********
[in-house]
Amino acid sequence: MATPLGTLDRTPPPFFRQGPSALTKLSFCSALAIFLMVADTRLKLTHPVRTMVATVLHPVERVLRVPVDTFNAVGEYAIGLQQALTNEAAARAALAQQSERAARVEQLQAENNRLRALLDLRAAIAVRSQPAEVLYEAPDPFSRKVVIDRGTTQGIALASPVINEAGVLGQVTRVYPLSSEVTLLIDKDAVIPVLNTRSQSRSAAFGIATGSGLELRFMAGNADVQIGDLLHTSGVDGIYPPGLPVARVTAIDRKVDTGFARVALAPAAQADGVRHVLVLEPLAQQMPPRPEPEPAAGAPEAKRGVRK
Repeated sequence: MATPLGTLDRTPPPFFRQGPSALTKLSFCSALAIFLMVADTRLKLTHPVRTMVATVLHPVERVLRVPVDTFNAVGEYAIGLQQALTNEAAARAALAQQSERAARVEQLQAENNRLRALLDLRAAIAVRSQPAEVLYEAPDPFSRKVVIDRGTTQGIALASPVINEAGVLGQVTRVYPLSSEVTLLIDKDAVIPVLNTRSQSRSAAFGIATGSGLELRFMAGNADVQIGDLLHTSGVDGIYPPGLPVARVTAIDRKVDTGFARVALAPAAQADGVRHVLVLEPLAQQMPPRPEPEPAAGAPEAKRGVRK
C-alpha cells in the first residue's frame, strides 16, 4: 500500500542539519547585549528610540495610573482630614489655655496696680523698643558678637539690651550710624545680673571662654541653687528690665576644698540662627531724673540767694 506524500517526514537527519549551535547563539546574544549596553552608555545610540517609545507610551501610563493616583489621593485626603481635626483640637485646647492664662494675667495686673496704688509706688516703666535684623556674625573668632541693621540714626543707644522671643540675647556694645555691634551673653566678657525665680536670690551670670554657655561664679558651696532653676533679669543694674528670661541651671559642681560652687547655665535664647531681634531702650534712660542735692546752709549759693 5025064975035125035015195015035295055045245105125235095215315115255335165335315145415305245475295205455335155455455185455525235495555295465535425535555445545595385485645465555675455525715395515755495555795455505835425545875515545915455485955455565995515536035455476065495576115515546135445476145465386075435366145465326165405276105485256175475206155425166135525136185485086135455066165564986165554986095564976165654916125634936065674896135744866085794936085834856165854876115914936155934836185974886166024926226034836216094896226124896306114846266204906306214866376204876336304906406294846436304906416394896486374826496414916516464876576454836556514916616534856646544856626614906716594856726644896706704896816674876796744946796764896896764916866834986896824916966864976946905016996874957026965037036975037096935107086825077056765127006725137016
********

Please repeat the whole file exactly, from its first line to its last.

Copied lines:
[in-house]
Amino acid sequence: MATPLGTLDRTPPPFFRQGPSALTKLSFCSALAIFLMVADTRLKLTHPVRTMVATVLHPVERVLRVPVDTFNAVGEYAIGLQQALTNEAAARAALAQQSERAARVEQLQAENNRLRALLDLRAAIAVRSQPAEVLYEAPDPFSRKVVIDRGTTQGIALASPVINEAGVLGQVTRVYPLSSEVTLLIDKDAVIPVLNTRSQSRSAAFGIATGSGLELRFMAGNADVQIGDLLHTSGVDGIYPPGLPVARVTAIDRKVDTGFARVALAPAAQADGVRHVLVLEPLAQQMPPRPEPEPAAGAPEAKRGVRK
Repeated sequence: MATPLGTLDRTPPPFFRQGPSALTKLSFCSALAIFLMVADTRLKLTHPVRTMVATVLHPVERVLRVPVDTFNAVGEYAIGLQQALTNEAAARAALAQQSERAARVEQLQAENNRLRALLDLRAAIAVRSQPAEVLYEAPDPFSRKVVIDRGTTQGIALASPVINEAGVLGQVTRVYPLSSEVTLLIDKDAVIPVLNTRSQSRSAAFGIATGSGLELRFMAGNADVQIGDLLHTSGVDGIYPPGLPVARVTAIDRKVDTGFARVALAPAAQADGVRHVLVLEPLAQQMPPRPEPEPAAGAPEAKRGVRK
C-alpha cells in the first residue's frame, strides 16, 4: 500500500542539519547585549528610540495610573482630614489655655496696680523698643558678637539690651550710624545680673571662654541653687528690665576644698540662627531724673540767694 506524500517526514537527519549551535547563539546574544549596553552608555545610540517609545507610551501610563493616583489621593485626603481635626483640637485646647492664662494675667495686673496704688509706688516703666535684623556674625573668632541693621540714626543707644522671643540675647556694645555691634551673653566678657525665680536670690551670670554657655561664679558651696532653676533679669543694674528670661541651671559642681560652687547655665535664647531681634531702650534712660542735692546752709549759693 5025064975035125035015195015035295055045245105125235095215315115255335165335315145415305245475295205455335155455455185455525235495555295465535425535555445545595385485645465555675455525715395515755495555795455505835425545875515545915455485955455565995515536035455476065495576115515546135445476145465386075435366145465326165405276105485256175475206155425166135525136185485086135455066165564986165554986095564976165654916125634936065674896135744866085794936085834856165854876115914936155934836185974886166024926226034836216094896226124896306114846266204906306214866376204876336304906406294846436304906416394896486374826496414916516464876576454836556514916616534856646544856626614906716594856726644896706704896816674876796744946796764896896764916866834986896824916966864976946905016996874957026965037036975037096935107086825077056765127006725137016